Tue | Dec 6, 2016

DOCTOR'S ADVICE - Will self-abuse affect my relationship?

Published:Saturday | July 19, 2014 | 12:00 AM

Q How keeping, Doc? I am a guy who has been masturbating since I was 14, which is around five years ago now. Well, I have just met the most beautiful girl and have had a couple of dates with her. She has now indicated that she is ready to go to bed with me. But what is making me fret, Doc, is this. I am still a virgin! So would the many acts of masturbation that I have done over the years make it difficult for me to have sexual intercourse? I have read in an old book that what it calls 'self-abuse' can make it awkward or impossible to have sex with a woman.

A. I should explain that 'self-abuse' was a very old term for masturbation. I have not heard it used for many years.

To be honest, many of those ancient books about sex were full of absolute foolishness! They used to suggest that masturbation had terrible consequences. As you have discovered, some of them stated that if a teenager masturbated, he would not be able to have sexual intercourse properly.

That is nonsense! There is absolutely no reason why you should not be able to have sex with a beautiful woman, so you can quit fretting. However, please take care to employ adequate contraception. It would be a great shame if you got this nice young lady pregnant.

Q. My fiancé is a guy of very firm ideas, and he has become convinced that he could take my Pill instead of me. Would that really work, Doc?

A. No, it wouldn't. He probably thinks that taking the Pill would make a guy stop producing sperm, but that is simply untrue. Scientists who are trying to invent a male Pill have tried giving men the oral contraceptive, but the experiment has been a failure. Also, the Pill can cause certain unfortunate side effects in males. Before long, your fiancé would begin growing breasts.There would be other effects that he would not like.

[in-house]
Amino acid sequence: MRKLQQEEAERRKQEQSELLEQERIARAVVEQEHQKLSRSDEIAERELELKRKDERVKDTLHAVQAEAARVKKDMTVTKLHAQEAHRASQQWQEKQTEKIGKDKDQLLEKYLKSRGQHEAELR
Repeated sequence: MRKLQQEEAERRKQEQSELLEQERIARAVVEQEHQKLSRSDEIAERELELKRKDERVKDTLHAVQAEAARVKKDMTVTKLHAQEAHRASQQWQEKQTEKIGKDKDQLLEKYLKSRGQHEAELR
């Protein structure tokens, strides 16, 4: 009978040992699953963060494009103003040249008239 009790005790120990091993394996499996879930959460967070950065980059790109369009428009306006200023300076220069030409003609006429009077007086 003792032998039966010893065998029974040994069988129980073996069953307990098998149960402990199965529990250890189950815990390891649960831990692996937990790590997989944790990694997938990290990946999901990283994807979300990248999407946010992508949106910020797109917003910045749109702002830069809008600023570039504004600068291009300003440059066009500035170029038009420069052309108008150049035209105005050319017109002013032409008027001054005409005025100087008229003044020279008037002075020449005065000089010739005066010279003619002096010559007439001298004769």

Q. I tend to orgasm rather too quickly, and my girlfriend is not happy with that, Doc. A friend told me that I should use something called 'slide', but he did not really know what that was. Can you enlighten me at all?

A. The 'slide' technique is a simple way of dealing with mild premature ejaculation (PE). The basis of it is that when you feel yourself approaching a climax, you quickly think of something else, - other than from sex - like fishing or sport. I believe that this method was called slide because some guy used to think about baseball batters sliding to reach first base!

Be that as it may, I must warn you that this mental technique will only work if your tendency to PE is very slight. If you have big trouble in reaching a climax too soon, then you really need help from a doctor or a therapist.

Therapists tend to teach the famous 'squeeze' technique, which involves the lady putting a special 'grip' on the guy. Alternatively, your doctor might be willing to prescribe one of a group of 'last-longer' drugs, which you take an hour or so before sex. The best-known of these is Anafranil (aka clomipramine), which is usually given in a dose of 10mg to start with.  But please be warned that, like all drugs, it can have side effects like dry mouth, blurred vision, and bellyache. Your doctor can tell you more.

Q. Last month, I decided to give up my virginity to a man of my own age (21), but it was an appalling experience, Doc. You see, I got scared about being penetrated, and I found that when he tried to get inside me, it pained me badly. I screamed and screamed, and, in fact, he ran away. I thought maybe that all this happened because he was inexperienced. So a fortnight later, I chose to go to bed with a much older man, who I know has been with many women, but to my horror, the same thing happened again. What is wrong with me, Doc? Do you think I have a structural abnormality?

A. That is unlikely. Statistically, it is much more likely that you have a condition called vaginismus. This is a condition of psychological origin in which the woman's body goes into a sort of muscle contraction whenever time an approach to her genitals is made.

A good test to see if a young woman has vaginismus is called the tampon test. If you have never been able to use tampons because your muscles tighten up whenever time you try and put one in, then it is highly likely that you have vaginismus.

My recommendation: Please go and see a female doctor who deals with family planning. She will be used to diagnosing vaginismus and treating it. Treatment generally involves a series of vaginal relaxation exercises in which the young woman learns to gain control over her pelvic muscles. Good luck!

Q. I am a young guy who is deeply worried about some new research that says that pornography shrinks the brain. Is this true, Doc?

A. Well, scientists have indeed found that men who have watched porn tend to have smaller brains, but this does not necessarily mean that blue movies shrink your brain. It could just be that guys with small brains are more likely to watch them!

Email questions to Doc at saturdaylife@gleanerjm.com, and read more in the Outlook Magazine tomorrow.